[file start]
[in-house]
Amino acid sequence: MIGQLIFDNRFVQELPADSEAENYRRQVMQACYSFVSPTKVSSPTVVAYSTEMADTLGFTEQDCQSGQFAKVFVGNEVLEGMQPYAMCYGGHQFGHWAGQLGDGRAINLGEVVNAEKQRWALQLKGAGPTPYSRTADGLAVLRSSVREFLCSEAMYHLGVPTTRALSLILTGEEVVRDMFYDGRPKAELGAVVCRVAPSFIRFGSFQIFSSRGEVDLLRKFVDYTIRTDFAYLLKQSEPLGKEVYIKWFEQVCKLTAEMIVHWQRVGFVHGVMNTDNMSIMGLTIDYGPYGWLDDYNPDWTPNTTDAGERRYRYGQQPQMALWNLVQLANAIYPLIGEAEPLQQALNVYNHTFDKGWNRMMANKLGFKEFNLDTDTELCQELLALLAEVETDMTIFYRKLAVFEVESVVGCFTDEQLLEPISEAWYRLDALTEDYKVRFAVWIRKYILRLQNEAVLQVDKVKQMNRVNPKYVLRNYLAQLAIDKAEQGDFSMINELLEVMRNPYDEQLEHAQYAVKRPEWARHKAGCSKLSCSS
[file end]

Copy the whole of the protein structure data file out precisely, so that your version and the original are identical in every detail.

[in-house]
Amino acid sequence: MIGQLIFDNRFVQELPADSEAENYRRQVMQACYSFVSPTKVSSPTVVAYSTEMADTLGFTEQDCQSGQFAKVFVGNEVLEGMQPYAMCYGGHQFGHWAGQLGDGRAINLGEVVNAEKQRWALQLKGAGPTPYSRTADGLAVLRSSVREFLCSEAMYHLGVPTTRALSLILTGEEVVRDMFYDGRPKAELGAVVCRVAPSFIRFGSFQIFSSRGEVDLLRKFVDYTIRTDFAYLLKQSEPLGKEVYIKWFEQVCKLTAEMIVHWQRVGFVHGVMNTDNMSIMGLTIDYGPYGWLDDYNPDWTPNTTDAGERRYRYGQQPQMALWNLVQLANAIYPLIGEAEPLQQALNVYNHTFDKGWNRMMANKLGFKEFNLDTDTELCQELLALLAEVETDMTIFYRKLAVFEVESVVGCFTDEQLLEPISEAWYRLDALTEDYKVRFAVWIRKYILRLQNEAVLQVDKVKQMNRVNPKYVLRNYLAQLAIDKAEQGDFSMINELLEVMRNPYDEQLEHAQYAVKRPEWARHKAGCSKLSCSS